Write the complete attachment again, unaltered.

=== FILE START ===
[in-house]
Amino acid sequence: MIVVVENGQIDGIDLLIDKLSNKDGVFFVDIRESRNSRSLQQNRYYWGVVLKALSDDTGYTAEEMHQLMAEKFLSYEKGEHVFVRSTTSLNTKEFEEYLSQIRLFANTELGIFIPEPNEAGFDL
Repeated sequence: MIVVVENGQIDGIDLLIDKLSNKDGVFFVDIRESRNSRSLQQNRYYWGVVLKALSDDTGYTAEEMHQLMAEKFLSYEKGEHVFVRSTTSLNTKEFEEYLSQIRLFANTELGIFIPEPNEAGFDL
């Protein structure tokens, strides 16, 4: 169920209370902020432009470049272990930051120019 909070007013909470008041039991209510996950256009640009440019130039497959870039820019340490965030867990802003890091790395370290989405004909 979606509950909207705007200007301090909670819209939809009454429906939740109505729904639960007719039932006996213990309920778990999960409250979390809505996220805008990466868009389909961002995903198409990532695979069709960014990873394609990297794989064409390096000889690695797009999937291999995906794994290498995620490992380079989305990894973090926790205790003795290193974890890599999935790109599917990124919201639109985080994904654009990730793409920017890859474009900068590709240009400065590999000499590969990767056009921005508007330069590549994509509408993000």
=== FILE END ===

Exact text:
[in-house]
Amino acid sequence: MIVVVENGQIDGIDLLIDKLSNKDGVFFVDIRESRNSRSLQQNRYYWGVVLKALSDDTGYTAEEMHQLMAEKFLSYEKGEHVFVRSTTSLNTKEFEEYLSQIRLFANTELGIFIPEPNEAGFDL
Repeated sequence: MIVVVENGQIDGIDLLIDKLSNKDGVFFVDIRESRNSRSLQQNRYYWGVVLKALSDDTGYTAEEMHQLMAEKFLSYEKGEHVFVRSTTSLNTKEFEEYLSQIRLFANTELGIFIPEPNEAGFDL
């Protein structure tokens, strides 16, 4: 169920209370902020432009470049272990930051120019 909070007013909470008041039991209510996950256009640009440019130039497959870039820019340490965030867990802003890091790395370290989405004909 979606509950909207705007200007301090909670819209939809009454429906939740109505729904639960007719039932006996213990309920778990999960409250979390809505996220805008990466868009389909961002995903198409990532695979069709960014990873394609990297794989064409390096000889690695797009999937291999995906794994290498995620490992380079989305990894973090926790205790003795290193974890890599999935790109599917990124919201639109985080994904654009990730793409920017890859474009900068590709240009400065590999000499590969990767056009921005508007330069590549994509509408993000």